Get in Shape: Consolidate! (1 of 3)

Get in Shape: Consolidate!

Part I: Budgeting

Are your finances looking a little flabby? Do they get winded from something as easy as an unexpected doctor’s bill? Could your credit card balances maybe stand to lose a few pounds? If so, then it’s time to get your finances in shape! Here’s a workout plan to get your finances looking their best today!

Make a Budget

Making a budget is the most important thing that you can do for your personal finances. It’s everything. It’s the Alpha and Omega. Jordan and Pippen. Peanut butter and pickles (don’t knock it till you try it). Before you do anything else, you should make a budget.

Easier said than done, right? Self-discipline is definitely a big part of this. Because once you make a budget (which can be time consuming already), you also have to stick to it and keep track of your expenses. But while it might not be easy, that doesn’t you mean you can’t get help.

There’s an App for That

There are a whole slew of different budgeting apps and programs out there. Some of them even link up to your bank account to make tracking your finances even easier. Two of the best known programs out there are Mint and You Need a Budget.[1] If you’re a newbie to budgeting, getting a program to assist you is highly recommended.

Some of the programs are free, and some are not. Check them out to see which program works best for you.

See a Credit Counselor

If your finances are really in tough shape, you can also make an appointment with a credit counselor. Credit Counseling Agencies are not-for-profit companies that help people manage their personal finances. They can help you build a budget, and can also give you advice about responsible spending and credit use.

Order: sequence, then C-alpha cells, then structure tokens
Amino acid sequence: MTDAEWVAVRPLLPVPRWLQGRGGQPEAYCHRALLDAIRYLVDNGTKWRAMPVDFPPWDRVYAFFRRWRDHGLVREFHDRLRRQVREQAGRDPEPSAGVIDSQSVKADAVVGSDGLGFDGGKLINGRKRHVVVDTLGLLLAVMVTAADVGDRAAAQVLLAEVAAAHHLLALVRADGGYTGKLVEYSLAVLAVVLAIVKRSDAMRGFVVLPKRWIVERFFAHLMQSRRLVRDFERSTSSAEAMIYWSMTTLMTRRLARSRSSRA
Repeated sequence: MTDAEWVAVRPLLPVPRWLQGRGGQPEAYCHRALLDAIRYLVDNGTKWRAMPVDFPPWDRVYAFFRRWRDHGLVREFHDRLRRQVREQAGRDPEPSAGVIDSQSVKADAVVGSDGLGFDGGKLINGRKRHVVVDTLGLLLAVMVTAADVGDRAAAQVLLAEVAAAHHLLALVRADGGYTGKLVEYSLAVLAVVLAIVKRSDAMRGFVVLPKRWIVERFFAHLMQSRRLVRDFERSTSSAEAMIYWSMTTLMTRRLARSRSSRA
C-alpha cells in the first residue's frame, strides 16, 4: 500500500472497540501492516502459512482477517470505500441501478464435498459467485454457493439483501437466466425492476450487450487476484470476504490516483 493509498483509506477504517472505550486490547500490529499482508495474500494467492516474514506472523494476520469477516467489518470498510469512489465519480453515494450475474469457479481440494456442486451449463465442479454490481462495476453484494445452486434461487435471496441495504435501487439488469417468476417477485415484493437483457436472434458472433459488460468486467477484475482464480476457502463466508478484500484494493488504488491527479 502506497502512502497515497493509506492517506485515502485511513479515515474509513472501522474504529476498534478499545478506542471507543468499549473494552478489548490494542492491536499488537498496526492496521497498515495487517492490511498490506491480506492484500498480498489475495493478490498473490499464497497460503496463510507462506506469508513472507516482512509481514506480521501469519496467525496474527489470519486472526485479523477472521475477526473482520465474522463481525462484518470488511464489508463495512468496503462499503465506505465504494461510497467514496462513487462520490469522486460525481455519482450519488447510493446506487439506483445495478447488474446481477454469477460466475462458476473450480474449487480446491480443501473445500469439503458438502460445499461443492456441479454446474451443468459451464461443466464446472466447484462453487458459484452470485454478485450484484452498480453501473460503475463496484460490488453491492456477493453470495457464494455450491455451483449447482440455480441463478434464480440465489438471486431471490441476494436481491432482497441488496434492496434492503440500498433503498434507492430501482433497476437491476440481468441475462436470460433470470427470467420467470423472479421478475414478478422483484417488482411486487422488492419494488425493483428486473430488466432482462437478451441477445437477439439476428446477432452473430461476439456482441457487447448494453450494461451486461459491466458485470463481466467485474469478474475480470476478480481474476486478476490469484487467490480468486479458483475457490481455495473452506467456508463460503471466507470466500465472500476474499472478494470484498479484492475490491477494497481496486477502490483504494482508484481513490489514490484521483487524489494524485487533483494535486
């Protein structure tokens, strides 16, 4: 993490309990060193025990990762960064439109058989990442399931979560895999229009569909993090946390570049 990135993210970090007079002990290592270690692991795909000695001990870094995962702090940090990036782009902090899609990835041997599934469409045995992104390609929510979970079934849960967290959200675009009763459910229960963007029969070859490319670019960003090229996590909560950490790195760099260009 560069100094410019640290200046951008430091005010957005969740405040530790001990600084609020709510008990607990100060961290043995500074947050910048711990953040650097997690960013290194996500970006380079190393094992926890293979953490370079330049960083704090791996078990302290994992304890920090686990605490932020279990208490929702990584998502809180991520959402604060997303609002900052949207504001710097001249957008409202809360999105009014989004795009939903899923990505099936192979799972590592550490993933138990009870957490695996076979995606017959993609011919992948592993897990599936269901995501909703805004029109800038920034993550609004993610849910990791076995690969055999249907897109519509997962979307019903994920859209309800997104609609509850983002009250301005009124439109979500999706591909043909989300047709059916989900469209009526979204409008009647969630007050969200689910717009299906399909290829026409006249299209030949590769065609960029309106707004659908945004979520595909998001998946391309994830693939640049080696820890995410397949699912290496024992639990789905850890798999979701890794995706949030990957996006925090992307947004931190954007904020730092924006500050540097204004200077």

Now, not all of them are legit, and just because they’re not-for-profit doesn’t necessarily mean that they offer their services for free. To make sure that the credit counselor you’re seeing isn’t going to take you for a ride,[2] here are some steps you can take: Check out the US Department of Housing and Urban Development’s list of approved credit counseling agencies. Then check to see if the counselor is accredited by either the National Foundation for Credit Counseling (NFCC) or the Financial Counseling Association of America (FCAA).

Categories, Categories, Categories

When you’re making a budget, you’re going to want to make as many categories as you can. This is because you’ll want as clear a picture as possible of how your money is getting spent.

Break your expenses into daily, weekly, and monthly. That daily three dollar cup of coffee may equal fifteen dollars a week, or sixty bucks a month. Seeing your expenses will help you cut back and ultimately save you more money. The more you drill down into the specifics, the better your understanding of your finances will be.

To read about the next steps you can take to improve your finances, check out parts II and III of this series.


[1] Albright, Dann. “The Online Budget Battle: Mint vs. You Need a Budget (YNAB).” February 12, 2016. Access May 2, 2016.

[2] “Choosing a Credit Counselor.” Federal Trade Commission. Consumer Information. Accessed May 2, 2016.

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